• 10/5/04 Fairfield University, Environmental Studies Program, Seminar Series (honorarium). "Mysteries of the Deep Ocean: Life Without Light"
  • 10/12/01 Georgetown University, Biology Department (honorarium) “Life without light: Exploring the trophic interactions among chemosynthetic and heterotrophic fauna in the Gulf of Mexico”

Work In Progress

  • MacAvoy SE, Ewers E, Bushaw-Newton K. in review. Environmental Monitoring and Assessment. A Biogeochemical Survey of the Anacostia River, Washington DC.E
  • Eushaw-Newton KL, Ewers E, C. S. Fortunato CS, Ashley JT, D. Velinsky DJ, SE MacAvoy. Microbial diversity snapshots from sediments of the Anacostia River. in prep for Applied Microbiololgy

Selected Publications

  • MacAvoy SE, Garman GC, Macko SA. accepted 9/29/08. Anadromous fish as marine nutrient vectors: an analysis of freshwater fish guilds using carbon, nitrogen, sulfur stable isotopes and d13C of specific fatty acids. Fisheries Bulletin.
  • MacAvoy SE, Morgan E, Carney RS, Macko SA. 2008. Chemoautolithotrophic production as a fuel for heterotrophs in hydrocarbon seeps: an examination of mobile benthic fauna and seep residents. Journal of Shellfish Research 27(1), 153-161
  • Tarboush, R. A., MacAvoy, S. E., & Macko, S. A. (2006). Contribution of catabolic tissue replacement to the turnover of stable Isotopes in Danio rerio. Canadian Journal of Zoology, 84, 1453-1460.
  • Arneson, L. S., MacAvoy, S., & Basset, E. (2006). Metabolic protein replacement drives tissue turnover in adult mice. Canadian Journal of Zoology, 84, 983-993.
  • MacAvoy, S. E., Arneson, L. S., & Bassett, E. (2006). Correlation of metabolism with tissue carbon and nitrogen turnover rate in small mammals. Oecologia, 150, 190-201.
  • Weston, N. B., Porubsky, W. P., Samarkin, V. A., Erickson, M., MacAvoy, S. E., & Joye, S. B. (2006). Porewater stoichiometry of terminal metabolic products, sulfate, and dissolved organic carbon and nitrogen in estuarine intertidal creek-bank sediments. Biogeochemistry, 77, 375-408.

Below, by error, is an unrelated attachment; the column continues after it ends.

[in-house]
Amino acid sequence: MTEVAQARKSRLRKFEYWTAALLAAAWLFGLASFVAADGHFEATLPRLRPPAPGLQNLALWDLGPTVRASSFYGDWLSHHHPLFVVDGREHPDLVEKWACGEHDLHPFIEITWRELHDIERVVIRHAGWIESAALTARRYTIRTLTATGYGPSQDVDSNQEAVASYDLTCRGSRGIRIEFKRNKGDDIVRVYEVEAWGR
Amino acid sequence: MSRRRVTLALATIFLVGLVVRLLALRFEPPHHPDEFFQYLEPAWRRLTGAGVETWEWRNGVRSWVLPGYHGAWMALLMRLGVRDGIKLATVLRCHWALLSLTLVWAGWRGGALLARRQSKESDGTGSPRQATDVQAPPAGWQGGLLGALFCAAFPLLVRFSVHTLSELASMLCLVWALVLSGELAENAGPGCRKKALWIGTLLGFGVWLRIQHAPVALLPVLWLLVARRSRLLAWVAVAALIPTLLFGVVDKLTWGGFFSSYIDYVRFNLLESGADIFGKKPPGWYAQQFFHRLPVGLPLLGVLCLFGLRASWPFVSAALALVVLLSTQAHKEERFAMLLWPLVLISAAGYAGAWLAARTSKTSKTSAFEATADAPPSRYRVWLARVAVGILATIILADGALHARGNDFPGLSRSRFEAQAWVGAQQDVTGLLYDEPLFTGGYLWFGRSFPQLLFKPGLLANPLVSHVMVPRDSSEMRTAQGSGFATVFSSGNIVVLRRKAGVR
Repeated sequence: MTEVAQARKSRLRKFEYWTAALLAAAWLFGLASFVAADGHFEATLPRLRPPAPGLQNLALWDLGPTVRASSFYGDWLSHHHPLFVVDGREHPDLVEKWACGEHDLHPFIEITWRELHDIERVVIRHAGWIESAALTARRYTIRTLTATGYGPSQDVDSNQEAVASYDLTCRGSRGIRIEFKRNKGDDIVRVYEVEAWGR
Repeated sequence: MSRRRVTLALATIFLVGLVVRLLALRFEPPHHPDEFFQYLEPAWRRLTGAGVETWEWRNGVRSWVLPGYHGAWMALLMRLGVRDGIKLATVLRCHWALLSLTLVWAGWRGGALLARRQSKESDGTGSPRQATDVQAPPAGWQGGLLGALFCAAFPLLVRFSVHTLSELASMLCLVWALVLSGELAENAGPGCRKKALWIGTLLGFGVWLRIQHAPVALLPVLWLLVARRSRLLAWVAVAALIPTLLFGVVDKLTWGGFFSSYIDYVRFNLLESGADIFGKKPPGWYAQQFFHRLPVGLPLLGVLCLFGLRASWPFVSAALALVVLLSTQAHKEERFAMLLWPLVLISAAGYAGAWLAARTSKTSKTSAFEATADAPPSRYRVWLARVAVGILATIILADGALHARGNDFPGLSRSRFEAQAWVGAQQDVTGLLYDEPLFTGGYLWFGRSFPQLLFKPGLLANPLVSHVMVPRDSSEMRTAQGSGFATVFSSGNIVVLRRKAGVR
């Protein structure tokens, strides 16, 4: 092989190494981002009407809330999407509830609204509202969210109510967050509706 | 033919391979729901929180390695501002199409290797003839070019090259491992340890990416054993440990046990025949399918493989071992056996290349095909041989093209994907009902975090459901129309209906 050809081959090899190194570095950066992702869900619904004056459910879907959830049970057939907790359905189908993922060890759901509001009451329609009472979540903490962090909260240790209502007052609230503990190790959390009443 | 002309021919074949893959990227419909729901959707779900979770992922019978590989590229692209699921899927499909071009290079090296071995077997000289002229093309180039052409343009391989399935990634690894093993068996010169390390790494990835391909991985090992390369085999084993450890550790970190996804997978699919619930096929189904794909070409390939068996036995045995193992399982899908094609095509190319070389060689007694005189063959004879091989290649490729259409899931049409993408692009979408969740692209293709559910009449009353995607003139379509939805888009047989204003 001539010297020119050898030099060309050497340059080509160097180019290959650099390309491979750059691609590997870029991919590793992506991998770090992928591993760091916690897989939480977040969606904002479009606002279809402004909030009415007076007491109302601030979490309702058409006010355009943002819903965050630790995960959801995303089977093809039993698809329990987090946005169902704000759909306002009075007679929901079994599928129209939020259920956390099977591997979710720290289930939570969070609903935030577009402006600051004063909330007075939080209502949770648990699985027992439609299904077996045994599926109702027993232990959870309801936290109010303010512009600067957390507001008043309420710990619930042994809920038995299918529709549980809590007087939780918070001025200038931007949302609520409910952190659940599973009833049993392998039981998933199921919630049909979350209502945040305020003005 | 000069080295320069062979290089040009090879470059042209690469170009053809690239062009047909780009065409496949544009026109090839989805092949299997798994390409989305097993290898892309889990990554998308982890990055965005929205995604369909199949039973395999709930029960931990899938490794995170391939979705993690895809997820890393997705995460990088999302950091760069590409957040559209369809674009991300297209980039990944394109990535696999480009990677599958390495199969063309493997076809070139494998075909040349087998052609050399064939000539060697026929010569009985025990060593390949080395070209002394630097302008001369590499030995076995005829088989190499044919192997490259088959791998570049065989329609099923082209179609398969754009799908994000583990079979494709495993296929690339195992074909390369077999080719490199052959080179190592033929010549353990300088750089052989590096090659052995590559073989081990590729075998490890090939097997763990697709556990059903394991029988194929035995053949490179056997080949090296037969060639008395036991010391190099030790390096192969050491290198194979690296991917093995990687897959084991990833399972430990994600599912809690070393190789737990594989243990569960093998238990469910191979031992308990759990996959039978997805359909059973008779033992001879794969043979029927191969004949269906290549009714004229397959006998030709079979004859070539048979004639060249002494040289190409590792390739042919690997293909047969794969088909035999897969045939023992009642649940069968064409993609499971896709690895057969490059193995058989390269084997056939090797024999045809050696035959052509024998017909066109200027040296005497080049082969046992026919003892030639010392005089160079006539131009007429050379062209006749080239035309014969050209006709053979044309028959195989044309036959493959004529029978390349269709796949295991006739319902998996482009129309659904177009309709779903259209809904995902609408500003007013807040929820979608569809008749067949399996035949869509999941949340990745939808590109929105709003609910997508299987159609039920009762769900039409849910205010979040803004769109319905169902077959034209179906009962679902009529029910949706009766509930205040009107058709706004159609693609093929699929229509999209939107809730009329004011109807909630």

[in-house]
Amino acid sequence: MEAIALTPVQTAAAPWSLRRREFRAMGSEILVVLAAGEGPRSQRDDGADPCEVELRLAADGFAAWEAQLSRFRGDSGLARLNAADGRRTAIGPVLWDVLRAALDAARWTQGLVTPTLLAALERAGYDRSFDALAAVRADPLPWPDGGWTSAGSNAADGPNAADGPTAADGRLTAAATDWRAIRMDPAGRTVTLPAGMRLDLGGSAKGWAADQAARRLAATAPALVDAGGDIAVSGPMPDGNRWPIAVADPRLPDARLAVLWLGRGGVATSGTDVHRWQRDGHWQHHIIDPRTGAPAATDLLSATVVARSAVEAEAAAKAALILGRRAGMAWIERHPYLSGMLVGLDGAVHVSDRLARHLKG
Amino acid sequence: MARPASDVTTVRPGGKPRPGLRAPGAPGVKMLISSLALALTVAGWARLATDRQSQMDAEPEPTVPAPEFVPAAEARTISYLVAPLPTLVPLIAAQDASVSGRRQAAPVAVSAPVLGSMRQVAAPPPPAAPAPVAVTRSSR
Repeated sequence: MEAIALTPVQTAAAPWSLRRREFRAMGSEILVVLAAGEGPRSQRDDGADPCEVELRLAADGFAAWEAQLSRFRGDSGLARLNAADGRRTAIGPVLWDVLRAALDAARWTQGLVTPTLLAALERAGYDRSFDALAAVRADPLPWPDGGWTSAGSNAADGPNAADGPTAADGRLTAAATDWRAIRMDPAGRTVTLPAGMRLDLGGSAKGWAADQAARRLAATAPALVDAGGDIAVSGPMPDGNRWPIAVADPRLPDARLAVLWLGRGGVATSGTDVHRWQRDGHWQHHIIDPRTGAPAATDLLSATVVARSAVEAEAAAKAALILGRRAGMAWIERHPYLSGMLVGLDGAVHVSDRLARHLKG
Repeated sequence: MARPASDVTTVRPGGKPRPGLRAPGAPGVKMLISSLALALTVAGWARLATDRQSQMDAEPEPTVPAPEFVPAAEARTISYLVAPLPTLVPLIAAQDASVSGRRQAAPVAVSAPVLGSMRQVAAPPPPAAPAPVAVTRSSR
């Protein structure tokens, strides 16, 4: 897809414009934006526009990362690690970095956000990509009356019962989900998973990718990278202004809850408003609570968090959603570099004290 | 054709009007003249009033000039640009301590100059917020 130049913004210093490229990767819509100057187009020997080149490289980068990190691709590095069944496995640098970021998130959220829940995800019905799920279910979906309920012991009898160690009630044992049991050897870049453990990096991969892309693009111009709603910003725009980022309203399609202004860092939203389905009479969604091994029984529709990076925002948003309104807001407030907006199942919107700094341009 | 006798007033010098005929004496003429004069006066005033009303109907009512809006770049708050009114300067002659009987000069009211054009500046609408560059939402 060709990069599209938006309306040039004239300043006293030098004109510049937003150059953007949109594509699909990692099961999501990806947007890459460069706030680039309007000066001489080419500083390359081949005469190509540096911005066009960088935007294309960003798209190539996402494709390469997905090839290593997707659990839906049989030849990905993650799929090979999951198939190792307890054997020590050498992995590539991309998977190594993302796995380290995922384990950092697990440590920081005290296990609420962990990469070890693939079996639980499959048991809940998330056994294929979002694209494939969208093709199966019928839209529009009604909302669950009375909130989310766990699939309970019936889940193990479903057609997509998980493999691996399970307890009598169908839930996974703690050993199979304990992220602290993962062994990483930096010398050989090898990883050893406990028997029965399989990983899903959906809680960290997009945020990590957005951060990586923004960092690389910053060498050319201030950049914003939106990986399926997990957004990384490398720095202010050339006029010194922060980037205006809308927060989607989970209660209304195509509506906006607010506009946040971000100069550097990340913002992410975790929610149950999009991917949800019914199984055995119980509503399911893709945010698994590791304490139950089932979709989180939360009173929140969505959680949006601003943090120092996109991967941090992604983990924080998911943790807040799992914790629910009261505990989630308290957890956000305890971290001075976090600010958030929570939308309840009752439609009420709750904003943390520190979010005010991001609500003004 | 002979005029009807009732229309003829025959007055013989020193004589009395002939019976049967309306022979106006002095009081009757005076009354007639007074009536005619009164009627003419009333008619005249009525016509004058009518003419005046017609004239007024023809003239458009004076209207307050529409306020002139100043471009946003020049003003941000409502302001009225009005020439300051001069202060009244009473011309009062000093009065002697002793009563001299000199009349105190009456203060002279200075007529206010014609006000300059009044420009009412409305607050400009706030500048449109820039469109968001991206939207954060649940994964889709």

• MacAvoy, S. E., Macko, S. A., & Arneson, L. S. (2005). Growth versus metabolic tissue replacement in mouse tissues determined by stable carbon and nitrogen isotope analysis. Canadian Journal of Zoology, 83, 631-641.
  • MacAvoy, S. E., Fisher, C. R., Carney, R. S., & Macko, S. A. (2005). Nutritional associations among fauna at hydrocarbon seep communities in the Gulf of Mexico. Marine Ecology-Progress Series, 292, 51-60.

Grants and Sponsored Research

  • Cave Conservancy of Virginia: 2007/08. Metabolic Differences between Surface and Cave Amphipods: The Evolution of Life Style Differences. Award amount $10,000.
  • Water Resources Research Institute (WRRI)  2008/09. Assessing the distribution of synthetic organics and the degradation of polyaromatic hydrocarbons in the Anacostia river through microbial and stable isotope studies (co-PI with Prof. Bushaw-Newton). Award amount $15,000.
  • Water Resources Research Institute (WRRI)  2006/07. Nutrient flow and biological dynamics in the Anacostia River (CO-PI with Karen Bushaw Newton). Award amount $15,000.
  • American University Mellon Grant:  2006. Marine nutrient contributions to two tidal creeks in Virginia: spawning marine fish as nutrient vectors to freshwater ecosystems. Award amount $2,000

Media Appearances

  • FOX NEWS CHANNEL 5, WTTG TV, 9/18/2006. Fish used to detect attacks on water supply
  • National Public Radio, Morning edition. 10/2/2006.  Interview about snakehead catfish in the DC area.

AU News and Achievements